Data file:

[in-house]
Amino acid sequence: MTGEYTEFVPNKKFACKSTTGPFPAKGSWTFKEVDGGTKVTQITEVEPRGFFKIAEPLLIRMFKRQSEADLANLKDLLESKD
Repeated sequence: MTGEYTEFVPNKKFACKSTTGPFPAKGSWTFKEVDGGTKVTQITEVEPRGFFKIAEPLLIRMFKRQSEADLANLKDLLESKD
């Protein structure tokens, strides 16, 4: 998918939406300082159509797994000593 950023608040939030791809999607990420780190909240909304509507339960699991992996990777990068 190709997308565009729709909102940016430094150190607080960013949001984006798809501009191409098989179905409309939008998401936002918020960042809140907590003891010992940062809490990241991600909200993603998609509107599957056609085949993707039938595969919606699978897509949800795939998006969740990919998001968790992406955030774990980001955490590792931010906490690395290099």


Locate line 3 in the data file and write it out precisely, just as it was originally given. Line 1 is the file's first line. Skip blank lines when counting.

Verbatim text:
Repeated sequence: MTGEYTEFVPNKKFACKSTTGPFPAKGSWTFKEVDGGTKVTQITEVEPRGFFKIAEPLLIRMFKRQSEADLANLKDLLESKD